- Purchased goods and services
- Transportation and distribution
- Employee commute
- Business travel
- Use and waste of products
- Company waste disposal
The Carbon Emissions Not Measured
Most uses of the GHG Protocol by companies includes many of the most common and impactful greenhouse gases that were covered by the UN’s 1997 Kyoto Protocol. These include carbon dioxide, methane, and nitrous oxide, as well as other gases and carbon-based compounds.
But the standard doesn’t include other emissions that either act as minor greenhouse gases or are harmful to other aspects of life, such as general pollutants or ozone depletion.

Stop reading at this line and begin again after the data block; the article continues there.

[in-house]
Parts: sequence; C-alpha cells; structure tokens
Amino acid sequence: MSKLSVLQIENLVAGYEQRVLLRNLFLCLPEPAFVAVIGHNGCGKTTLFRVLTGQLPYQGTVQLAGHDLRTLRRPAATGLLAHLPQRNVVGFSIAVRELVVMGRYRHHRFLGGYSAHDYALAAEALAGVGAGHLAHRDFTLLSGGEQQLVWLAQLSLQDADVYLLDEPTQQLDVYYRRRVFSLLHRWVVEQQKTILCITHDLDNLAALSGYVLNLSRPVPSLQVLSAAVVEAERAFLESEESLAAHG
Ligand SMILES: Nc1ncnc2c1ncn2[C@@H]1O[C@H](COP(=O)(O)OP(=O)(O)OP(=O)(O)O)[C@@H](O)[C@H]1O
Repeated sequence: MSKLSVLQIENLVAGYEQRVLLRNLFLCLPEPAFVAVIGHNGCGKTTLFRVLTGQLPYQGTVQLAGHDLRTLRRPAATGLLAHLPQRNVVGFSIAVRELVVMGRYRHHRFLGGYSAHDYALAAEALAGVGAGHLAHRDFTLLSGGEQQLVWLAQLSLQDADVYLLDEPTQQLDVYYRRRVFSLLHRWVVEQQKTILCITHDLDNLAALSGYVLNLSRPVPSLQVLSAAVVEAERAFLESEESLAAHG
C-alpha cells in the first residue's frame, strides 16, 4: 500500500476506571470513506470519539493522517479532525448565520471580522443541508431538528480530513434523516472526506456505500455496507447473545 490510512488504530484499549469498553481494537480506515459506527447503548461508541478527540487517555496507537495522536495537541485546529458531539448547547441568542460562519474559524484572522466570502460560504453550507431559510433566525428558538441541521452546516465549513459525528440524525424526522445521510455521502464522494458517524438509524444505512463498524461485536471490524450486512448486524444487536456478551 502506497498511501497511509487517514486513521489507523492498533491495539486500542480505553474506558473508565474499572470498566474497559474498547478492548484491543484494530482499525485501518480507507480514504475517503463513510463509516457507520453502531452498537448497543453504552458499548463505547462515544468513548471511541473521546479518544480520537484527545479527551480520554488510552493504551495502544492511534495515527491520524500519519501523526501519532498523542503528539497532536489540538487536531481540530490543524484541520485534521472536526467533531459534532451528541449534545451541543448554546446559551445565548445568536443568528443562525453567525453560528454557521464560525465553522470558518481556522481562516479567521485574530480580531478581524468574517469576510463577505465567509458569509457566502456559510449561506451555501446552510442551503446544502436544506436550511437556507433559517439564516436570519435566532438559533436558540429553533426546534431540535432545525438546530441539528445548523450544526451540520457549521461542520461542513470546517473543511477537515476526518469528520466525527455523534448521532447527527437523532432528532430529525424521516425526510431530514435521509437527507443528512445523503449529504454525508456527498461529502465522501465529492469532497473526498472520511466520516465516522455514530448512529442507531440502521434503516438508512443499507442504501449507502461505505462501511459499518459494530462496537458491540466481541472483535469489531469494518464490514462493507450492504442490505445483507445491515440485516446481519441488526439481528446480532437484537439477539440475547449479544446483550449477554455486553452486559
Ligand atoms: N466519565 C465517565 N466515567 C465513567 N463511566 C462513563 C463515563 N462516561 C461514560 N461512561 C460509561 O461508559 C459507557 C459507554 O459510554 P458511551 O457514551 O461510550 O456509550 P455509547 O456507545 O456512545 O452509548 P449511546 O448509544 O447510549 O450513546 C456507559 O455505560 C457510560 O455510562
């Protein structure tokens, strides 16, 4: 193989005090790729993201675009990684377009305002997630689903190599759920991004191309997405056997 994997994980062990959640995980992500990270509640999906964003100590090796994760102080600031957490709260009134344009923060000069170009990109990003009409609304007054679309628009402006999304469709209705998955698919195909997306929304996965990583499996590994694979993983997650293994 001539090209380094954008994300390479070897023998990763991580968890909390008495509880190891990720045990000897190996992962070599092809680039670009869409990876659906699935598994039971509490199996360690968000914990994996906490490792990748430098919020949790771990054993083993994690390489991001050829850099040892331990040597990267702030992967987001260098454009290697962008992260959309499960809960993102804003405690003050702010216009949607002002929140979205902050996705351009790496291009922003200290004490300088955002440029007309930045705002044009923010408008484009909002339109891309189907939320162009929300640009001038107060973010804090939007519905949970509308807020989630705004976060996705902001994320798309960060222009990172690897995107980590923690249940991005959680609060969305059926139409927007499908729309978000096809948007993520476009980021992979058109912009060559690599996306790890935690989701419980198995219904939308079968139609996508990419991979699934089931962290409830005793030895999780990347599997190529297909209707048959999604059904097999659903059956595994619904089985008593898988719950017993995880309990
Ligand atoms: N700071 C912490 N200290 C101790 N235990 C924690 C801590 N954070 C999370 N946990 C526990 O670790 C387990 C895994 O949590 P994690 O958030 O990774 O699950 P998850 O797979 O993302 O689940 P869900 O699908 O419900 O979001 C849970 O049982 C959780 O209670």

These are emissions that companies aren’t required to track in the pressure to decarbonize, but are still impactful and helpful to reduce:
- Chlorofluorocarbons (CFCs) and Hydrochlorofluorocarbons (HCFCS): These are greenhouse gases used mainly in refrigeration systems and in fire suppression systems (alongside halons) that are regulated by the Montreal Protocol due to their contribution to ozone depletion.
- Nitrogen oxides (NOx): These gases include nitric oxide (NO) and nitrogen dioxide (NO2) and are caused by the combustion of fuels and act as a source of air pollution, contributing to the formation of smog and acid rain.
- Halocarbons: These carbon-halogen compounds have been used historically as solvents, pesticides, refrigerants, adhesives, and plastics, and have been deemed a direct cause of global warming for their role in the depletion of the stratospheric ozone.